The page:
The second meeting of EIA work group Training and Knowledge transfer took place on 29 June 2021.

The second meeting of EIA work group Training and Knowledge transfer took place on 29 June 2021.

The objective of the meeting was to review the proposed models for Training of irrigation professionals and decide on models and training courses which will have priority attention of the group.

Other forms of knowledge transfer were not specifically discussed at this meeting and will be part of agenda in some of the future meetings.


Tailored courses provided by EIA members 

All participants agree that tis model should have the highest priority because it taps into massive knowledge base already available at many EIA members. Furthermore, quite a few EIA members already provide training courses which can be appropriately adapted for delivering through EIA training scheme.

The discussion on this topic came out with the following conclusions.

The model of providing training courses organized by EIA members can launch only if several members will be involved from beginning. Min. number of members involved in providing specific courses was not determined, but it must be appropriate to maintain that the overall training scheme is brand independent and unbiased.

The work group members will propose minimum requirements for training courses and develop the guidelines for delivering training courses through EIA training scheme. Such courses must provide educational value to participants, with practical applicability outside product range of any specific manufacturer. The document must also instruct on training methodology, attendance certification and various other details such as use of products photos and similar.

All group members agree that training courses organized through EIA should aim at advanced irrigation knowledge. Although basic courses in design and installation are not excluded, the preference is towards courses covering advanced water saving technologies, solutions, and practices, thus enhancing participant’s competence in irrigation water management and conservation.

The work group will develop an invitation letter to EIA members and intensively promote the training concept to attract enough members willing to participate. The members will be invited to provide training in any of the three different formats:

  • Recorded webinars
  • Interactive on-line training courses
  • Physical training courses with or without practical demonstrations 

It was acknowledged that the work group will have to develop some form of screening procedure where a course provider will have to present the course and training materials to nominated EIA representatives to verify that the course falls under earlier mentioned requirements and guidelines.

All work group members agree that the courses should involve participation fee and generate revenue for the association. Detailed arrangements about fees and cost sharing will have to be discussed on case- to-case basis, but some general principles should be proposed by the work group upfront.

Implementation of such training scheme will require the development of online platform for registration and payment through EIA website as current EIA administration capacity is not sufficient to manage future requirements. This matter will be communicated to EIA Working Group 6, which oversees the redesign of the EIA website.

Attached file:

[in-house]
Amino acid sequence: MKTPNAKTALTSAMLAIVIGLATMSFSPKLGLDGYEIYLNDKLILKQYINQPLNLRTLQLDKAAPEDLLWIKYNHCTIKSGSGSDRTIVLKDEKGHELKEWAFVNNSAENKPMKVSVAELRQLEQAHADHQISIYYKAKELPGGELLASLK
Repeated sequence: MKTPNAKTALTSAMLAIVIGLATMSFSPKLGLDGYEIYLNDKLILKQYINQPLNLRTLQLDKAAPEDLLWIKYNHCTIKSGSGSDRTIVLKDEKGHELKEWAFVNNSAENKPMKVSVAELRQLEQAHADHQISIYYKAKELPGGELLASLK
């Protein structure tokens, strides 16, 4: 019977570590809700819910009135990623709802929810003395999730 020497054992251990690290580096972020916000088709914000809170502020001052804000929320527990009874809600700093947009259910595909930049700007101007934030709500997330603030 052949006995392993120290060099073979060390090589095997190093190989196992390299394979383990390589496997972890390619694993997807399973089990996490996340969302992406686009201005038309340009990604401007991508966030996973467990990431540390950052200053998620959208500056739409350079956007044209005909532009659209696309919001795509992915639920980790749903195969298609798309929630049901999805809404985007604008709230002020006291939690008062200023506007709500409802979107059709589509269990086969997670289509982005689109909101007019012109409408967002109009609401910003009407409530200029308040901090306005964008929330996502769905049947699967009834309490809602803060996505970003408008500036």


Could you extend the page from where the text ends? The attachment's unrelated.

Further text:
Special courses with affiliates 

The discussion on training courses in specific areas such as irrigation with reclaimed water, soil and weather sensing technologies and similar came up with conclusion that such training courses are more than welcome and should receive close to similar priority attention of the work group.

This model of training organization very much resembles the previous and should follow the same path, criteria, and organization steps. The difference may be in that some courses may be offered with less stringent requirements in terms of brand dependence and brand visibility if they are provided to participants free of charge.


EIA training and certification courses 

All work group members agree that development of distinctive EIA irrigation training courses is not manageable with current EIA structure and capacity. The discussion confirmed that potential number of participants is not sufficient to justify resources and investment required to develop new training materials, maintain permanent panel of trainers, and provide courses in different languages.


Automatic Irrigation Proficiency Test 

The discussion on this model of training certification with multiple choice irrigation proficiency test came up with conclusion that this project should not have priority. Few working group members challenged the benefit of such test unless it is preceded by proper training course, and the general conclusion of the work group was that the proficiency test in its’ current form is not bringing sufficient value to participants.

In the end it was agreed that the next meeting of EIA work group 4 – Training& Knowledge Transfer Meeting will take place before end of July, with the aim to discuss priority training models in more details, propose timeline for operationalization and distribute tasks to work group members.


Participants : Damir Čizmek (In-Aqua, Croatia), Group Leader, Rafael Diaz (Riego Turf, Spain), Joao Florido (Norma Group / Irrigation, Spain), RamunasRederis (Laistymas, Lithuania), Rob Hoogeven (Certified Irrigation Designs Inc., Netherlands)

EIA members interested in contributing to the working group Training and Knowledge Transfer are most welcome to contact EIA communication Officer Fleur Martin at